It’s hard to believe that six years have passed since I wrote a piece for the journal Science with the headline, “Desperately Seeking New Antibiotics.” At the time, I had a lot of concerns about the increase in the number of infections that were becoming resistant to antibiotics, the need for diagnostic tests to monitor antibiotic use and how pharma company pipelines for new antibiotics had dried up.
Since 2008, this perfect storm of issues has continued to rage to the point where the World Health Organization has declared it a global public health issue. Their conclusion is that without urgent action, we’re heading for an era where people could die from common infections and minor injuries.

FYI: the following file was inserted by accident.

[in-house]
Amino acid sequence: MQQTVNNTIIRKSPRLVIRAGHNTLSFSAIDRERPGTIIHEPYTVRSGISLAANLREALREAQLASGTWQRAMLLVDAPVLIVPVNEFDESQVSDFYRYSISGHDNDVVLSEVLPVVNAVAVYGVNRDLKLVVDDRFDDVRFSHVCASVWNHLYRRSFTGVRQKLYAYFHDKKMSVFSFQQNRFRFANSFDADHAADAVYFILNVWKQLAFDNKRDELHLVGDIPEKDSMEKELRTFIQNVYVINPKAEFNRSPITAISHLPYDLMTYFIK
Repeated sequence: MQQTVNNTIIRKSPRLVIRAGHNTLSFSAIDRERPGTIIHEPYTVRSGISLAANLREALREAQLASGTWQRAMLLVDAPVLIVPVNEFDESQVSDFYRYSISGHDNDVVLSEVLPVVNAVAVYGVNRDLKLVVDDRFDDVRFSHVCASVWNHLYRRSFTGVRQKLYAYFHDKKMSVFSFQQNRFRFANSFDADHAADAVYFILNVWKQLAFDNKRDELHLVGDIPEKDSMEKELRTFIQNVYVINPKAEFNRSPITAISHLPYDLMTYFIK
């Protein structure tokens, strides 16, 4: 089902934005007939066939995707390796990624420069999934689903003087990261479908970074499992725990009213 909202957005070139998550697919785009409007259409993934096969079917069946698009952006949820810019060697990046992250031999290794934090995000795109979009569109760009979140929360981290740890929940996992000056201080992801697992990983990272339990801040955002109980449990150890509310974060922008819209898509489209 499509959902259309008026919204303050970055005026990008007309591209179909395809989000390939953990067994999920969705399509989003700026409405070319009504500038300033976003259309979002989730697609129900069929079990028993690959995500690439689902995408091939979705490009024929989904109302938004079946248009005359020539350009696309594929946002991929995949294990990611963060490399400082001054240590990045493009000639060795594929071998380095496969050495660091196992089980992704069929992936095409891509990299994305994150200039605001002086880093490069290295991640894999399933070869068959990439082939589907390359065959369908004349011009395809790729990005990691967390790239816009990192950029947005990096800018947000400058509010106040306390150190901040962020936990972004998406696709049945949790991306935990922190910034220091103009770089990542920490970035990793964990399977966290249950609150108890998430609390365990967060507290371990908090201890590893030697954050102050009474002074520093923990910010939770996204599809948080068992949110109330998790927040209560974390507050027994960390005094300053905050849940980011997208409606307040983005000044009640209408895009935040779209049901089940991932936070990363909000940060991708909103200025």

Momentum to fix this situation is now at an all-time high.
Just before Christmas, I received an email with the subject line ‘AMR (Anti-Microbial Resistance) actions for the President’. It was an invitation for me to join a working group for the US President’s Council of Advisors on Science and Technology (PCAST). The group was tasked with formulating recommendations to address the growing concern around the rise of antimicrobial resistance.